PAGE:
Teaching Coding for Beginners


In this 3 part series, Matthew Jorgensen will present some reasons for everyday teachers to start delivering ‘coding’ in the teaching and learning process. Then, he will demonstrate a number of visual programming tools that are mostly free, easy for teachers to master and always engaging for students. Finally, he will address examples of coding elaborations in the Australian Curriculum, to show practical examples of how classroom teachers can address these elaborations.

Part 1 – The Educational Imperative to Teach Students to ‘Code’

learn to code

Visual programming, like web 2.0, has enabled consumers to become producers. Instead of having to wait for the programming experts to use character-based code to create games, everyday people (yes, even your students) can now design and produce great games. The process of making these games has been simplified through the proliferation of visual programming environments, but the skills and processes used by our students in the creation of these games are still important and can enable the delivery of 21st Century Learning.

Code is shown in inverted commas in the title because for someone to create something truly unique, like a new app, he or she must be very, very proficient at using a coding language. I don’t pretend to be that intelligent, but I do know a thing or two about using visual programming to create scripts that make things do stuff. As you will see in Part 2 of this series of posts, the applications that allow for visual programming are mostly free (Yay!), engaging and have tangible links to the software that came before. So, if you are getting on a bit like me, you can associate the Logo turtle from the early 80s with today’s ComputerCraft turtle. Is it a coincidence that they are both turtles? Check out the same procedure in Logo and LUA. Can you work out what the turtles are doing?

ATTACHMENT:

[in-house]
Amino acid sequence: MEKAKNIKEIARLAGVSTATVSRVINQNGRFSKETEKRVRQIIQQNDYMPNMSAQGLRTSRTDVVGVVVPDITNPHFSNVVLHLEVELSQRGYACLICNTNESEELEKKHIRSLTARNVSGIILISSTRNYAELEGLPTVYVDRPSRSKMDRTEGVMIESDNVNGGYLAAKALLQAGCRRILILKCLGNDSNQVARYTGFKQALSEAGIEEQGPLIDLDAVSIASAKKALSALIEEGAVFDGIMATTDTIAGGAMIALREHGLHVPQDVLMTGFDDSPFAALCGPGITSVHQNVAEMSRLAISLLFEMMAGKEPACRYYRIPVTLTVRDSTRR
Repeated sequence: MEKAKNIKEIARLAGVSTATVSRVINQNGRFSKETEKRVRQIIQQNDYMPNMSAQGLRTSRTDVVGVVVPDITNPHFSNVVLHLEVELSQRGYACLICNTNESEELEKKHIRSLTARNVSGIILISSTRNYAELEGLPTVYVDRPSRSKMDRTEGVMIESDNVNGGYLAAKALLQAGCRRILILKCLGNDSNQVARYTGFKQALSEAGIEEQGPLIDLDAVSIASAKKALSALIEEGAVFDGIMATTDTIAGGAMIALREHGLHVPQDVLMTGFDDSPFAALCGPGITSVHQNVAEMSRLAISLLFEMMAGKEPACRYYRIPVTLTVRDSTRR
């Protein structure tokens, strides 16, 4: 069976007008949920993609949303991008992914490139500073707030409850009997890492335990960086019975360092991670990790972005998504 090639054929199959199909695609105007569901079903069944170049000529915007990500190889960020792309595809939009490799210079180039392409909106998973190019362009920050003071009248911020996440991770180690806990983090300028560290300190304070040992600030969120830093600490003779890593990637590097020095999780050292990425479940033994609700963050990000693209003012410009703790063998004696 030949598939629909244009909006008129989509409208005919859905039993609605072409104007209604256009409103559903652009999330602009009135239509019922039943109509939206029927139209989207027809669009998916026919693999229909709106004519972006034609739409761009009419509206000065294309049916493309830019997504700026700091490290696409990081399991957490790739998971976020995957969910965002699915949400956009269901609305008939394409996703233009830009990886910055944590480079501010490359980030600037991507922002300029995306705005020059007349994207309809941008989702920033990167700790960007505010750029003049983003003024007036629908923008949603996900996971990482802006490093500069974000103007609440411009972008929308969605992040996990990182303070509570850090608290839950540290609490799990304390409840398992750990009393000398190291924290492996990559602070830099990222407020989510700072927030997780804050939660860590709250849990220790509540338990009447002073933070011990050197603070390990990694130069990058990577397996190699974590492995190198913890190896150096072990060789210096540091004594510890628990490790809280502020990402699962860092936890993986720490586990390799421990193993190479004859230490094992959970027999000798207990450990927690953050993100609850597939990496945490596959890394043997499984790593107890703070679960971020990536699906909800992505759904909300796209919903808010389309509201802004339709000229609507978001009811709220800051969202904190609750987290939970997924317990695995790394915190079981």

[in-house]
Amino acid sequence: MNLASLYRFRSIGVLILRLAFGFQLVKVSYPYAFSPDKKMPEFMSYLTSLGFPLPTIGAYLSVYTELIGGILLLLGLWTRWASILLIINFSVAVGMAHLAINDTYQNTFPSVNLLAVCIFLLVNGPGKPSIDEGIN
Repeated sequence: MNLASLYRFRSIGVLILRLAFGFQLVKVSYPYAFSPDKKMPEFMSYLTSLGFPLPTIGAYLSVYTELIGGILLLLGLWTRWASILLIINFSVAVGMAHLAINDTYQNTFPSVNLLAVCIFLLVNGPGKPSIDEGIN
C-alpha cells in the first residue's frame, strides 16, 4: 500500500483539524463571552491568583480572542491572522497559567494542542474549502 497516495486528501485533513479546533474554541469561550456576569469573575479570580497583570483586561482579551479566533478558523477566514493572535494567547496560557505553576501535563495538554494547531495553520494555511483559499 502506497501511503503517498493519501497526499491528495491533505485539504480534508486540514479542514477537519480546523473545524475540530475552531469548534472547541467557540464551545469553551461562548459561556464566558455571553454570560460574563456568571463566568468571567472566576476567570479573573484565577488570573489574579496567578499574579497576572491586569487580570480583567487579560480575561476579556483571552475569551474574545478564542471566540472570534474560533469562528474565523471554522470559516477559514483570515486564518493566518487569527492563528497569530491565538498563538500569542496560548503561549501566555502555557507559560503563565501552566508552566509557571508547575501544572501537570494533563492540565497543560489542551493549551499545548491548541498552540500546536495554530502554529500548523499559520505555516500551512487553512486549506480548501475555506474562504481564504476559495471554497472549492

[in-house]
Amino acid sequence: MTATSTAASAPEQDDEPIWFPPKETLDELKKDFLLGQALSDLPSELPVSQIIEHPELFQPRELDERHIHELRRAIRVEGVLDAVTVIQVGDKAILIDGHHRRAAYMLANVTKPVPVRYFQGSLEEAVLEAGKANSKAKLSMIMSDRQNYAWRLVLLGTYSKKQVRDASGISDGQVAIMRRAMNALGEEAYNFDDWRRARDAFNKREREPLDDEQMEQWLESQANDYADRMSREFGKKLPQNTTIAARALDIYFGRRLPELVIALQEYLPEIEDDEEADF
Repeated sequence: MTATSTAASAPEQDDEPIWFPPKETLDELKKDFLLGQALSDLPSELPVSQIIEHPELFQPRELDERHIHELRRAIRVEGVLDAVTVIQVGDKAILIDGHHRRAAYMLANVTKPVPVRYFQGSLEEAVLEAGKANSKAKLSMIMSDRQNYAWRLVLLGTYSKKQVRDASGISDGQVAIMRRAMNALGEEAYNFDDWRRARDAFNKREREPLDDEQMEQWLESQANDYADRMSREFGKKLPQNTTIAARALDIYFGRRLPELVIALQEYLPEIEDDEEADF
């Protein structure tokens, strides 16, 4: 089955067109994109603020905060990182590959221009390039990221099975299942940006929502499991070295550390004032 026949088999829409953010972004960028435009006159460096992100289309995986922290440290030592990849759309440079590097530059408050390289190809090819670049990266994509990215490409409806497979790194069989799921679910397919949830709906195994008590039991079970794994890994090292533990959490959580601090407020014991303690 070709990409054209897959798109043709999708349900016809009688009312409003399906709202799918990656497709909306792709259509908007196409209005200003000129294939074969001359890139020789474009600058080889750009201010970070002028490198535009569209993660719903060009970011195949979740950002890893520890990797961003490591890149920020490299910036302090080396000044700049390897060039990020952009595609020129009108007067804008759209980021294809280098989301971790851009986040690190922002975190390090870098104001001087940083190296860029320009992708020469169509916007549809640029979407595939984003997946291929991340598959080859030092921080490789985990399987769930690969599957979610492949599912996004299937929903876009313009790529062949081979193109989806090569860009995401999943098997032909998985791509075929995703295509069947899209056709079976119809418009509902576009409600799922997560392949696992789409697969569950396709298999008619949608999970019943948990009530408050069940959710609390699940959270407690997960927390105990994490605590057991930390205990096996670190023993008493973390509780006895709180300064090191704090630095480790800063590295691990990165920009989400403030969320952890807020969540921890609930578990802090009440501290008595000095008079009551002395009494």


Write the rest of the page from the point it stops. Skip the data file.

Logo LUA
Repeat 4 [Fd 40 Rt 90] for n = 1, 4 do

for n = 1, 40 do






In 2016, every school in Queensland will be required to include the Digital Technologies Learning Area in the curriculum. Significantly, Malcolm Turnball recently recognised the importance of STEM in the development of Australian students. In fact, Mr Turnbull emphasised that IT skills are as essential to a person’s education as the basics of reading and writing. Science, technology, engineering and mathematics work hand in hand with innovative practice and creativity to create an entrepreneurial growth mindset in students. Being able to create a script or code to control a computer programme in an integral component of STEM and the trending Maker Movement.

A recent report from the University of Phoenix Research Institute (www.iftf.org/futureworkskills) talks about future work skills of 2020. These skills directly impact upon our students when we consider their careers and what the future might hold. This reports identifies 10 future work skills, and you can safely say that all 10 of these skills are directly or indirectly promoted and strengthened through the coding process.


Skill Definition Example
Sense-Making Ability to determine the deeper meaning or significance of what is being expressed Making decisions about the best way to construct codes or scripts using higher order thinking skills (Creation, Evaluation, etc)
Social Intelligence Ability to connect to others in a deep and direct way, to sense and stimulate reactions and desired interactions Through the creation and playing of games, students can collaborate and work interdependently. Also, the game itself can enable students to connect and also stimulate positive reactions and interactions
Novel And Adaptive Thinking Proficiency at thinking and coming up with solutions and responses beyond that which is rote or rule-based A solution can often be implemented in different ways. Students need to use the most efficient and reliable code for their programmes to be bug-free. This can require innovation and an extension of the basic knowledge of the tool
Cross-Cultural Competency Ability to operate in different cultural settings The programmes need to appeal to the myriad of users across the globe. Working with students from different backgrounds can help the students devise diverse solutions
Computational Thinking Ability to translate vast amounts of data into abstract concepts and to understand data-based reasoning Visual programming tools can be used to immerse the students into the world of computational thinking without the need to know how to code